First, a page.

The Ridpath Library of Universal Literature: A Biographical and Bibliographical Summary of the World's Most Eminent Authors, Including the Choicest Extracts and Masterpieces from Their Writings, Volume 20
Avil Printing Company, 1903
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Antony appeared arms bear beauty became become better blood body born Brutus Cæsar called Casca Cassius character Citizen comes dead death died doth earth English Enter eyes face fall father fear feel fire follow French give hand hast hath head hear heart heaven History hold honor hope human Italy King known land leave light literature live look lord Lucius March Mark means meet mind nature never night noble once pass peace plays poems poet present published rest Roman Rome seemed Shakespeare side song soon soul speak spirit stand story studied sword taken tell thee things thou thought tion translated true truth turn universe voice writings young
Page 424 - This was the noblest Roman of them all: All the conspirators save only he Did that they did in envy of great Caesar; He only, in a general honest thought And common good to all, made one of them. His life was gentle, and the elements So mix'd in him that Nature might stand up And say to all the world, 'This was a man!
Page 474 - The breath whose might I have invoked in song Descends on me; my spirit's bark is driven, Far from the shore, far from the trembling throng Whose sails were never to the tempest given; The massy earth and sphered skies are riven! I am borne darkly, fearfully, afar; Whilst burning through the inmost veil of Heaven, The soul of Adonais, like a star, Beacons from the abode where the Eternal are.
Page 394 - Friends, Romans, countrymen, lend me your ears; I come to bury Caesar, not to praise him. The evil, that men do, lives after them ; The good is oft interred with their bones ; So let it be with Caesar.
Page 337 - When to the sessions of sweet silent thought I summon up remembrance of things past, I sigh the lack of many a thing I sought...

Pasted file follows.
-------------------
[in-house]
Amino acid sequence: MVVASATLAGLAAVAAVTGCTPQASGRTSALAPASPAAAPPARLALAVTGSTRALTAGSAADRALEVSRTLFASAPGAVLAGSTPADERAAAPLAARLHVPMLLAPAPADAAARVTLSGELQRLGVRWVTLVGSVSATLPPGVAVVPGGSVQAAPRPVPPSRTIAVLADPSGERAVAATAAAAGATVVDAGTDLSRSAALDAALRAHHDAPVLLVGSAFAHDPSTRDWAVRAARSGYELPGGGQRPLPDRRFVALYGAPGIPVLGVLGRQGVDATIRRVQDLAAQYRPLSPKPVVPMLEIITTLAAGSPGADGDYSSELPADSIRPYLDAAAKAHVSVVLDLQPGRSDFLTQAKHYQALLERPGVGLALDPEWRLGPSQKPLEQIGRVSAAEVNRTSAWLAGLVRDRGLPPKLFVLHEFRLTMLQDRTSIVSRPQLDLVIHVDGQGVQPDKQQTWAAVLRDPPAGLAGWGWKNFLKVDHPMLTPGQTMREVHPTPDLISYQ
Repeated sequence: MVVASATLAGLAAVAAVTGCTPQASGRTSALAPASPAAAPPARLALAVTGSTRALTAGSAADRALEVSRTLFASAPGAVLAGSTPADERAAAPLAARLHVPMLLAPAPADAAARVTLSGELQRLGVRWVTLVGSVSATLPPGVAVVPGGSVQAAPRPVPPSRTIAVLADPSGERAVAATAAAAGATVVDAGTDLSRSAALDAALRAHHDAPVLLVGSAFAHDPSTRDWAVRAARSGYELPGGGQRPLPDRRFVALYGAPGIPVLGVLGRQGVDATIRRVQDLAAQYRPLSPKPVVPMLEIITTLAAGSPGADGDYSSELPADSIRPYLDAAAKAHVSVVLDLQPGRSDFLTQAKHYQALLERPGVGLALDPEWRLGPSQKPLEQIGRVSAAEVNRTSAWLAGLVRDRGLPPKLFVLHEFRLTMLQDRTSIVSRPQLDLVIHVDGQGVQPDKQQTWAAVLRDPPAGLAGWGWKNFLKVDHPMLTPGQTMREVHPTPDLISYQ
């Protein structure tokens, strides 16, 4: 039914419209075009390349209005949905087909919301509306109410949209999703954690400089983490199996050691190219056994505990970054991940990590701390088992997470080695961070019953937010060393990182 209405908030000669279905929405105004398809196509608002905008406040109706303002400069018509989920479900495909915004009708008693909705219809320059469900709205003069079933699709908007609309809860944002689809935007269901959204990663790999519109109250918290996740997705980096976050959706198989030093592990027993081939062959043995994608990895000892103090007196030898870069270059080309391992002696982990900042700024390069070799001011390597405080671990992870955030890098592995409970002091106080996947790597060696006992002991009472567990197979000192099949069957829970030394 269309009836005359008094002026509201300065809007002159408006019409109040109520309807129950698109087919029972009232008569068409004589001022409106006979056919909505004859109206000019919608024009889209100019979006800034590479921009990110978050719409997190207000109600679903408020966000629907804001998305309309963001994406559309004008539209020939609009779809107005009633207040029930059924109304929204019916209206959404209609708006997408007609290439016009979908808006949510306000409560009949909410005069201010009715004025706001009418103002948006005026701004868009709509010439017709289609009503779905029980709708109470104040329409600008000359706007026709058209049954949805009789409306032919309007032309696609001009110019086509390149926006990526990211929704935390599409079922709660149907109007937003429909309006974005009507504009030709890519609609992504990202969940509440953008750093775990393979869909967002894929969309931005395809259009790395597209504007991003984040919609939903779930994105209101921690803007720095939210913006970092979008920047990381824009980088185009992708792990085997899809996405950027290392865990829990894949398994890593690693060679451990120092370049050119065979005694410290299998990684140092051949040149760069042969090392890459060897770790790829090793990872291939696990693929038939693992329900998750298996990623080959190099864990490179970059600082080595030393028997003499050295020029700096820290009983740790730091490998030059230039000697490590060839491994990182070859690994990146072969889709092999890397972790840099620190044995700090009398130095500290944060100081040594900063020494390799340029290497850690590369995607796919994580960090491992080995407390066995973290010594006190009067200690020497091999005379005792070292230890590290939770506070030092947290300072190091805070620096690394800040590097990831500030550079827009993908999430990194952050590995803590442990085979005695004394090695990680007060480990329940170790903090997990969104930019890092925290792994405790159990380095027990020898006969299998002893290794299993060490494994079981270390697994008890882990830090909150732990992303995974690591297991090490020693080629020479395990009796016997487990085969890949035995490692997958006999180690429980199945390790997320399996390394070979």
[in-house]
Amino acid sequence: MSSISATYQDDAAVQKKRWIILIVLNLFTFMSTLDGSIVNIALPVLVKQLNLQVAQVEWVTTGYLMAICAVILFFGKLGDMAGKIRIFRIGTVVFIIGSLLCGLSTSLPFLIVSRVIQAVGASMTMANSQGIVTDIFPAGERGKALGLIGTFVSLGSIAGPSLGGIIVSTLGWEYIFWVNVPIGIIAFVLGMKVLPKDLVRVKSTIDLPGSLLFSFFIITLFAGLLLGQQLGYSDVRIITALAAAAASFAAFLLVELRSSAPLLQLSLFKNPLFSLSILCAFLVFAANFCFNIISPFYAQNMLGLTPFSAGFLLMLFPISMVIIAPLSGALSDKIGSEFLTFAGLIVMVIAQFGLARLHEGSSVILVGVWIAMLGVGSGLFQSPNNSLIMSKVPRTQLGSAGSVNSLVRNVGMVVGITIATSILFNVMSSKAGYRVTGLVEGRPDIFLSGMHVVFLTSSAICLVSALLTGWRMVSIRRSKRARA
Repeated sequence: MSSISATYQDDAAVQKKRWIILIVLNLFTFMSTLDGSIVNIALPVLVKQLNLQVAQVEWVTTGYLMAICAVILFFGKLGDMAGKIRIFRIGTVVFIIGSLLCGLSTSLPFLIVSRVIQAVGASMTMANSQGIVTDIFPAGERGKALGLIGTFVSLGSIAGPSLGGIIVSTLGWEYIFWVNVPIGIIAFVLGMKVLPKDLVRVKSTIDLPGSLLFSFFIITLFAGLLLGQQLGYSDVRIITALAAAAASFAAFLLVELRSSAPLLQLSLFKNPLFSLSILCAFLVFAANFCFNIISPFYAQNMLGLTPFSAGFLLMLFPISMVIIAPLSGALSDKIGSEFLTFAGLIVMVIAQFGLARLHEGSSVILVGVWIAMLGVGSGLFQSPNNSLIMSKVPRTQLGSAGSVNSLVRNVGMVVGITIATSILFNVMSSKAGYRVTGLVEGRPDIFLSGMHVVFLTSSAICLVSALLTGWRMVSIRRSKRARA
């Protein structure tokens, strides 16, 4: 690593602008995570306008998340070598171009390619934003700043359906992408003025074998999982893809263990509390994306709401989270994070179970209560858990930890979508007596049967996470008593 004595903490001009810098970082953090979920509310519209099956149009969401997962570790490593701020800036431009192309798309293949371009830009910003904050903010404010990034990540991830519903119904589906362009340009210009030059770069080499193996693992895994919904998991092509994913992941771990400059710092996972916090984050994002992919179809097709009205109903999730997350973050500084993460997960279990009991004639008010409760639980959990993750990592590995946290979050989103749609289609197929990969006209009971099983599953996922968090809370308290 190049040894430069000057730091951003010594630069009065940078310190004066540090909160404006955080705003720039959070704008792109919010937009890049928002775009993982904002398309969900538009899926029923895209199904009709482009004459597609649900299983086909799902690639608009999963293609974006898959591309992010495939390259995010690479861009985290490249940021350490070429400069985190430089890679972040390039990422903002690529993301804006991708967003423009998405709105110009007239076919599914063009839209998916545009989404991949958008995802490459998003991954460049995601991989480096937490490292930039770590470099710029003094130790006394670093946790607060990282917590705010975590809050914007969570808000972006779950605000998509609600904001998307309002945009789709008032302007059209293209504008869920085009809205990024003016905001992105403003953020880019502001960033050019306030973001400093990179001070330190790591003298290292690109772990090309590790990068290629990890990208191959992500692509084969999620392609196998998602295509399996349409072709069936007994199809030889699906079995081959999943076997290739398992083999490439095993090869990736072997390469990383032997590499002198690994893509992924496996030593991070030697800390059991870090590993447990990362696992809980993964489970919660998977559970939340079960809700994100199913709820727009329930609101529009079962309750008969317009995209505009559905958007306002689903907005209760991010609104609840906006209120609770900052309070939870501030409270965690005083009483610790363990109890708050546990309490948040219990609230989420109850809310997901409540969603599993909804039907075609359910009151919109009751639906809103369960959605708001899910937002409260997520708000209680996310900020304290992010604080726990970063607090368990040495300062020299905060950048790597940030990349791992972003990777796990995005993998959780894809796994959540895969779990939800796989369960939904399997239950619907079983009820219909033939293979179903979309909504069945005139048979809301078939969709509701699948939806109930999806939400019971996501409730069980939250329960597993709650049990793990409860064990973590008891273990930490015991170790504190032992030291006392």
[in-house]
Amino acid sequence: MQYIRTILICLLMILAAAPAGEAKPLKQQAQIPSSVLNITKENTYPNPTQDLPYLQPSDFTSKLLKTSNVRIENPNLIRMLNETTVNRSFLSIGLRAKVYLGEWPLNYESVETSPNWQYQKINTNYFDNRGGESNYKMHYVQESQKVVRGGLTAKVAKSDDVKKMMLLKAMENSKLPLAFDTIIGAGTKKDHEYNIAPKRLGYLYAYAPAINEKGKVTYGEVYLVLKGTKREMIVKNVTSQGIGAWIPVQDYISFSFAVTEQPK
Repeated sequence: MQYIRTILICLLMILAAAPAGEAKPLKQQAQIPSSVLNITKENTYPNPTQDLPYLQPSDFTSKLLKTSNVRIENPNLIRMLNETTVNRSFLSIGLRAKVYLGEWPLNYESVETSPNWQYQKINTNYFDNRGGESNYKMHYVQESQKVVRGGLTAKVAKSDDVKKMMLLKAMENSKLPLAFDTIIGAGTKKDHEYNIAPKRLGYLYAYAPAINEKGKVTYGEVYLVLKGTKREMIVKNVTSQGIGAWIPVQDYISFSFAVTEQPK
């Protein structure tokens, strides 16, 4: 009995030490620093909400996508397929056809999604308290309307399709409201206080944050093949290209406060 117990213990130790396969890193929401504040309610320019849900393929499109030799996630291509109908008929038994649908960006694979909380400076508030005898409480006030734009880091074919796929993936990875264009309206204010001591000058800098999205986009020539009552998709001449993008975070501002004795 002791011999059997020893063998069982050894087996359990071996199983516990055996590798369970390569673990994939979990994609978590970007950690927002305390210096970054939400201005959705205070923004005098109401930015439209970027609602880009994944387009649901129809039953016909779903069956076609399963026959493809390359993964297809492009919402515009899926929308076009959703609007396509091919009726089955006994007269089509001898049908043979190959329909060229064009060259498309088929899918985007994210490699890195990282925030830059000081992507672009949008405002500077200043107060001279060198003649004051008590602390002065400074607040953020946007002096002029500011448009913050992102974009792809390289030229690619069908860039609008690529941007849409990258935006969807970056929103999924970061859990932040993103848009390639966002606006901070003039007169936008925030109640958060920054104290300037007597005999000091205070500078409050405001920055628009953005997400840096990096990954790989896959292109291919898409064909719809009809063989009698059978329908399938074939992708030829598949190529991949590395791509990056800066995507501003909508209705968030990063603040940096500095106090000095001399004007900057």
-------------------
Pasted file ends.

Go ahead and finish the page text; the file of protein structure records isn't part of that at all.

Page 467 - I bring fresh showers for the thirsting flowers From the seas and the streams ; I bear light shade for the leaves when laid In their noonday dreams. From my wings are shaken the dews that waken The sweet buds every one, When rocked to rest on their mother's breast, As she dances about the sun.
Page 472 - Yet if we could scorn Hate, and pride, and fear; If we were things born Not to shed a tear, I know not how thy joy we ever should come near.
Page 358 - And this man Is now become a god ; and Cassius is A wretched creature, and must bend his body If Caesar carelessly but nod on him. He had a fever when he was in Spain, And when the fit was on him I did mark How he did shake : 'tis true, this god did shake ; His coward...
Page 399 - If you have tears, prepare to shed them now. You all do know this mantle : I remember The first time ever Caesar put it on ; 'Twas on a summer's evening, in his tent ; That day he overcame the Nervii. — Look, in this place ran Cassius...
Page 344 - But, soft! what light through yonder window breaks? It is the east, and Juliet is the sun. Arise, fair sun, and kill the envious moon, Who is already sick and pale with grief, That thou her maid art far more fair than she: Be not her maid, since she is envious; Her vestal livery is but sick and green And none but fools do wear it; cast it off.
Page 398 - tis his will : Let but the commons hear this testament, (Which, pardon me, I do not mean to read) And they would go and kiss dead Caesar's wounds, And dip their napkins in his sacred blood ; Yea, beg a hair of him for memory, And, dying, mention it within their wills, Bequeathing it, as a rich legacy, Unto their issue.